Claiming interest on late payments

Introduction to “the Act”

Almost every contractor will suffer from late payments at some point in their trading, it seems chasing overdue monies is just one of the expected list of weekly tasks to carry out. Should this be the case and how can you apply pressure to your late paying clients?

The Late Payment of Commercial Debts (Interest) Act 1998 (LPCD(I)A 1998), otherwise known as “the Act” was introduced in 1998 and has given businesses the right to claim interest along with fixed sum fees from their clients for late payment. Before “the act” was introduced interest on overdue debts could only be claimed where a contract specifically detailed, or where the courts allowed through official proceedings.

Since the initial introduction of the Act it has been amended with the latest amendments being the Late Payment of Commercial Debts (Amendment) Regulations 2018 which came into force on 26 February 2018, and apply to contracts made on or after that date. This latest set of amendments, amends the Late Payment of Commercial Debts Regulations 2002, which in turn amended the Late Payment of Commercial Debts (Interest) Act 1998.

The Act has two purposes – to deter late payment and to compensate creditors for the late payment of debts

The most recent 2018 amendments substitute the original Regulation 3 for a new provision that allows representative bodies to challenge grossly unfair contractual terms and practices in, or in relation to, contracts to which the Regulations apply. The Regulations however do not provide a definition for “grossly unfair” with current cases addressing this point being few and far between.

The lack of definition of this wording is in an attempt to allow the courts the opportunity to determine what terms and practices are “grossly unfair” and what are not. The intent appears to be to allow for more case law, which will ultimately result in more clarity on the definition of the term for businesses. 

The new 2018 amendments also expand the ability of representative bodies to challenge contract terms on behalf of smaller businesses, with the intention of seeking to address the power imbalance between SMEs and larger companies (who may have more influence when entering into contracts). The amendments may provide support in resolving any unfair payment terms included in such contracts, resulting in a challenge. This is particularly true given the fact they allow any business to approach a representative body where they consider that a contract they have entered into, may contain “grossly unfair” contractual terms and practices.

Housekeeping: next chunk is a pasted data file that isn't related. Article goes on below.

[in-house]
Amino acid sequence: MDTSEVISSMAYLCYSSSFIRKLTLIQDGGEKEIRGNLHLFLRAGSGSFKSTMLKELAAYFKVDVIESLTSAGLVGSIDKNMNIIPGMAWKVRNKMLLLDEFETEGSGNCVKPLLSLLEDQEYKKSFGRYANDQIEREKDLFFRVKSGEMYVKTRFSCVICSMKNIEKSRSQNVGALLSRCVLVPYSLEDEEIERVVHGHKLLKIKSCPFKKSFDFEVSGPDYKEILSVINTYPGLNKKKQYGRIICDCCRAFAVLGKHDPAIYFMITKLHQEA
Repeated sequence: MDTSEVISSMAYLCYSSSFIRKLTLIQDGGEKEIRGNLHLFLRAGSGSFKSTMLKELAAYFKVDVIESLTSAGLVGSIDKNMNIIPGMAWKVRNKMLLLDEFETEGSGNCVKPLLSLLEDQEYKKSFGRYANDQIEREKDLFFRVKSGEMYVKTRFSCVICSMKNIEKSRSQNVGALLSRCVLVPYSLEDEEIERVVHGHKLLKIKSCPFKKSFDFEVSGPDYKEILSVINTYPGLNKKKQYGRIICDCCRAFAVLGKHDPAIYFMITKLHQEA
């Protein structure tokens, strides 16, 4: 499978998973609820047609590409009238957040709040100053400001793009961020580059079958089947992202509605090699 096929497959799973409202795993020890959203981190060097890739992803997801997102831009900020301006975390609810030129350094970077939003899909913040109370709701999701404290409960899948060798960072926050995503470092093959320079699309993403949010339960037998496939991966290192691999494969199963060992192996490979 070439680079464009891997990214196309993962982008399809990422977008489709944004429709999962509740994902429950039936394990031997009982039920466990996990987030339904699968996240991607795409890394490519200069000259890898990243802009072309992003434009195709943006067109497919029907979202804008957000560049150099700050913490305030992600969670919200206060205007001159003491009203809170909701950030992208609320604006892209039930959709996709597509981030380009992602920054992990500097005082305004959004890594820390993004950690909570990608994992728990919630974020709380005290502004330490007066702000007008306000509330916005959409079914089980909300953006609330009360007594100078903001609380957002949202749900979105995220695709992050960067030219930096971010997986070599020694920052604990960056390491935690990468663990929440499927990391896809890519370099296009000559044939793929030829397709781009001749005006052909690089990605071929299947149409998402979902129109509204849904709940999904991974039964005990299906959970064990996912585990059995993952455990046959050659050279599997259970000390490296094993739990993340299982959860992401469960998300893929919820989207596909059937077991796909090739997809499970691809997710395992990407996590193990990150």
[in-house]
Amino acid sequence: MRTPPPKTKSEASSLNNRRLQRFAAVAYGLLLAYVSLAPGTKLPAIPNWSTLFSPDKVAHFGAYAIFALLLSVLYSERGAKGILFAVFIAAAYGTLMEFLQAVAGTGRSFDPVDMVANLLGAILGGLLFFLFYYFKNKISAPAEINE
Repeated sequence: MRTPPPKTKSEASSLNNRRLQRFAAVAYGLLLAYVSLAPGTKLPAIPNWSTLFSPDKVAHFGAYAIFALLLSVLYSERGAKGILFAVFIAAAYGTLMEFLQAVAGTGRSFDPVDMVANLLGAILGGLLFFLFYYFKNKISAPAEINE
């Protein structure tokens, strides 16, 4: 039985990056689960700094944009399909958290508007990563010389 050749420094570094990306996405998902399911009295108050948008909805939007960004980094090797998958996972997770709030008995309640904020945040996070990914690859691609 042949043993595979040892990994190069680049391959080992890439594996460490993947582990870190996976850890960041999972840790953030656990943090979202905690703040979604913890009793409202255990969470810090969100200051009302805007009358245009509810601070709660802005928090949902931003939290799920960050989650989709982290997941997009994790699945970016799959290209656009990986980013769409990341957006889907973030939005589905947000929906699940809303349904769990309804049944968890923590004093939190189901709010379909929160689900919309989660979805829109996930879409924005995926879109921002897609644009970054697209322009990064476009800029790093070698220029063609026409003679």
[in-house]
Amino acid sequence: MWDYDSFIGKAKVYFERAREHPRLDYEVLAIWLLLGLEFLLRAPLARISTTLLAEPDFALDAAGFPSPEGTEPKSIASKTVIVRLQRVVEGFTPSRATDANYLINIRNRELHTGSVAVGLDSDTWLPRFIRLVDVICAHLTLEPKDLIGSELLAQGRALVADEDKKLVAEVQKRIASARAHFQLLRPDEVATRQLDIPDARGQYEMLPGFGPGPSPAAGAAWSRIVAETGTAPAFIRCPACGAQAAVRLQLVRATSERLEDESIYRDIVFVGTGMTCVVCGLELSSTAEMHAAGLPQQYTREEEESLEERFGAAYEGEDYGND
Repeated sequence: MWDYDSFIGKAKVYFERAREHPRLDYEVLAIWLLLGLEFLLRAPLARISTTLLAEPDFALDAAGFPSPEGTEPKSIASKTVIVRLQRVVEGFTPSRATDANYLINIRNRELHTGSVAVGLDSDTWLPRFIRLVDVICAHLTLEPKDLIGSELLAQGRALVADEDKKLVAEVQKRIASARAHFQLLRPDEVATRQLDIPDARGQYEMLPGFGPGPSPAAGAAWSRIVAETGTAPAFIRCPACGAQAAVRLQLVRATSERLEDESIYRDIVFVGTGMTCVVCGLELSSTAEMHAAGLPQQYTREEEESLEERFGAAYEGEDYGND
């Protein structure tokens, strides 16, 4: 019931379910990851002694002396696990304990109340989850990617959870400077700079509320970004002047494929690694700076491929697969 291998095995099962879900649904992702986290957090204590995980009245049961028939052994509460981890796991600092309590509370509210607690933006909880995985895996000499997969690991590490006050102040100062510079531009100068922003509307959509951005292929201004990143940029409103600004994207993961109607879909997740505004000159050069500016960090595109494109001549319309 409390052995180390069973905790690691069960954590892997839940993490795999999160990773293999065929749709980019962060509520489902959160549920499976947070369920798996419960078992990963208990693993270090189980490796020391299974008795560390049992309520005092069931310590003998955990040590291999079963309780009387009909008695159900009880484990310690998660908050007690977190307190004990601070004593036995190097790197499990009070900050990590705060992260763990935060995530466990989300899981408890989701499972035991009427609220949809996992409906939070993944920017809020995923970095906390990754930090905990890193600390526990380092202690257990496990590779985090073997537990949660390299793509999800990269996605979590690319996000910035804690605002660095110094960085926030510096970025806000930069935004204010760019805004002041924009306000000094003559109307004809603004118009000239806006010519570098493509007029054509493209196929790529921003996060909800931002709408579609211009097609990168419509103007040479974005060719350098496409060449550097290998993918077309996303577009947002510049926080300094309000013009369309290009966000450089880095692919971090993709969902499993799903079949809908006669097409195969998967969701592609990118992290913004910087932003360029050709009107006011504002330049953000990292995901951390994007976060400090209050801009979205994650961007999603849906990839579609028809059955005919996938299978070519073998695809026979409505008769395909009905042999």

So what can you claim under the Late Payment of Commercial Debts (Amendment) Regulations 2018?

LPCD - You may be able to claim interest on late payments

The act allows all business-to-business contracts that contain no provision for interest due on late payments shall have an implied term granting an interest rate of 8% simple interest (above the bank of england base rate a year on the price of goods or services.

LPCD - You may be able to claim additional fixed sums relating to the late payments

A fixed sum may also be applied to the late payment claim as compensation to recover the debt depending on the level of the debt. The amount you’re allowed to charge depends on the amount of debt. You can only charge the business once for each payment at the rate detailed in the below table:

Amount of debt What you can charge
Up to £999.99 £40
£1,000 to £9,999.99 £70
£10,000 or more £100

These amounts are set by late payment legislation.

If you’re a supplier, you can also claim for reasonable costs each time you try to recover the debt.

LPCD - When does interest begin to accrue?

Under the Act, the date from which interest accrues depends if the contract specifies an agreed payment date within its details and when the contract was entered into.

If a payment date is specified within the contract details, interest generally accrues from the day after the agreed payment date. However, If an agreed payment date is not specified within the contract then:

  1. for contracts made on or after 14 May 2013, interest accrues from 30 days after the later of the :

(i) goods or services have been provided;

(ii) notice of the amount owed has been provided; or

(iii) any acceptance procedure is complete (i.e. the procedure for checking whether goods or services conform with the contract)

2 .for contracts made before 14 May 2013, item (iii) “acceptance” is not a factor so interest accrues from 30 days after the delivery or invoice, whichever is the latest.

This process for most contractors is very stressful and time consuming, many of Contract Rite’s clients offset these stresses to our expert team allowing them to do what they do best with the comfort that they have our support and guidance.

This article is for general information purposes only and should not be relied upon in any specific situation without appropriate advice. If you require advice or wish to discuss any of the issues raised in this article, please contact us.